In support of the importance of inhibitory neurons in regulating critical periods, scientists have found that if you apply drugs to the brain that block the action of inhibitory neurons, you can delay the beginning of the critical period.8 On the other hand, if you apply drugs to the brain that enhance the activity of inhibitory neurons, you can jumpstart the beginning of the critical period. Perhaps most strikingly, if you harvest immature inhibitory neurons from a mouse embryo and transplant these neurons into the brain of an adult mouse, you can actually induce a new critical period in the adult mouse.9 In summary, we still have a lot to learn about the factors that control critical periods, but there seems to be a special role for inhibitory neurons, making them a promising target for future study.

 Why is it important for us to learn more about critical periods?

The critical period is an important concept that is crucial to our understanding of brain development and how we acquire the ability to execute complex brain functions such as visual perception and language. But studying critical periods may serve a purpose beyond strengthening our grasp of how the healthy brain works. There is mounting evidence that many brain diseases may be the result of errors in regulation of critical periods. For example, some researchers suspect that autism may actually be a disease of problems with critical periods. This theory is supported by evidence that many patients with autism have abnormal activity of inhibitory neurons. Additionally, many models of autism in mice show changes in the timing and/or duration of their critical periods.10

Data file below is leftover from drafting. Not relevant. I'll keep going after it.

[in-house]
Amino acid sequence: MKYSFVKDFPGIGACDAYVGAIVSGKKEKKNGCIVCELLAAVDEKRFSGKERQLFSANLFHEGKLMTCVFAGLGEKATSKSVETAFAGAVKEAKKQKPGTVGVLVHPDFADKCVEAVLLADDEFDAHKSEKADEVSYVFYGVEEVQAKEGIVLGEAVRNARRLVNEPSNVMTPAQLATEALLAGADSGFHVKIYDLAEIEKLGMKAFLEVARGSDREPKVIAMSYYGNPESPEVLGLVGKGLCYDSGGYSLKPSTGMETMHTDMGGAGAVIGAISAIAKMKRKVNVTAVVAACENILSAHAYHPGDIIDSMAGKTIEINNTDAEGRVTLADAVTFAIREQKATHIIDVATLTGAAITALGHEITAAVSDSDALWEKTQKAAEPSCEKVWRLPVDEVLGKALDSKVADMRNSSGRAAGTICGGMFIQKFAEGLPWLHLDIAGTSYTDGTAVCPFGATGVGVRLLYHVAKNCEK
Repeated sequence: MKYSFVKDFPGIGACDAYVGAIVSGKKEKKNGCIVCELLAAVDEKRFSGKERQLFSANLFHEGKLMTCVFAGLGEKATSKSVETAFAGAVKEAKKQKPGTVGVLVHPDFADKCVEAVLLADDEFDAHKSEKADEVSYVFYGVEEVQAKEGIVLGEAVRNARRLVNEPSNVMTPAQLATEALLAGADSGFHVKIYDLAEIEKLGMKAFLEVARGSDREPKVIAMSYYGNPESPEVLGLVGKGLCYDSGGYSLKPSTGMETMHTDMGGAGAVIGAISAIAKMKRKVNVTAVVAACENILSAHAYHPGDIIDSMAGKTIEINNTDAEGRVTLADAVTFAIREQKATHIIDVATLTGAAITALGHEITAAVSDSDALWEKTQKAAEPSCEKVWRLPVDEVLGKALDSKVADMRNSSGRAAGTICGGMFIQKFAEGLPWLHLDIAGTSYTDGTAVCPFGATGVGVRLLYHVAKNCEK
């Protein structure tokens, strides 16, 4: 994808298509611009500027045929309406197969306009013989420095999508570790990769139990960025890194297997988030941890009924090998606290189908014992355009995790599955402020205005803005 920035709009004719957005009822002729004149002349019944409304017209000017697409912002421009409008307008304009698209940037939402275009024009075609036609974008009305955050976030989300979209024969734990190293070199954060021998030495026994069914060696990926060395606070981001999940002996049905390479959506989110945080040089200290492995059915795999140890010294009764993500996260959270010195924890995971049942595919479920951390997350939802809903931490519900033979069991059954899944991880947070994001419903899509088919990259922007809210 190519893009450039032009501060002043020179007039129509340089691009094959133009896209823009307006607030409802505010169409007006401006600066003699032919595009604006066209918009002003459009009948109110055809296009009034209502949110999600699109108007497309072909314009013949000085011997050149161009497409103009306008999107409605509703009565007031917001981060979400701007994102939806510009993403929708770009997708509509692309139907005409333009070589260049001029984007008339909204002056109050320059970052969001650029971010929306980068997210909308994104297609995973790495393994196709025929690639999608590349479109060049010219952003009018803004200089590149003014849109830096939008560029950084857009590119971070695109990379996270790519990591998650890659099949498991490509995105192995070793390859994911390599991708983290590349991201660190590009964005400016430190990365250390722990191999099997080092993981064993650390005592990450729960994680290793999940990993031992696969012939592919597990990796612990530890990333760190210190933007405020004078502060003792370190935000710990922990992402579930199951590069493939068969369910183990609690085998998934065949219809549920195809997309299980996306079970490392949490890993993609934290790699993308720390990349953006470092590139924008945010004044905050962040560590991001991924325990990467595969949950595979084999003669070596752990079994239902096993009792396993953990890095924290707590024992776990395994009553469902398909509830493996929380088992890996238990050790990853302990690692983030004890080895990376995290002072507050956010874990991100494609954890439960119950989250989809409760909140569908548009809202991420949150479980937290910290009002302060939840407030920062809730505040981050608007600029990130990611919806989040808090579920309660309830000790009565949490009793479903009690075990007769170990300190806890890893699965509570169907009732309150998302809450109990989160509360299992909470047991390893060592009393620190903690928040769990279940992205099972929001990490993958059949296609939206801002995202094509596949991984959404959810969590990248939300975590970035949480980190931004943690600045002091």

Though this still remains the stuff of science fiction, one could imagine a future in which we can manipulate critical period timing to prevent conditions such as amblyopia, or to treat neurodevelopmental disorders like autism and psychiatric disorders like depression. Perhaps one day we could even harness the extreme plasticity of critical periods to rapidly learn a new language before a trip overseas!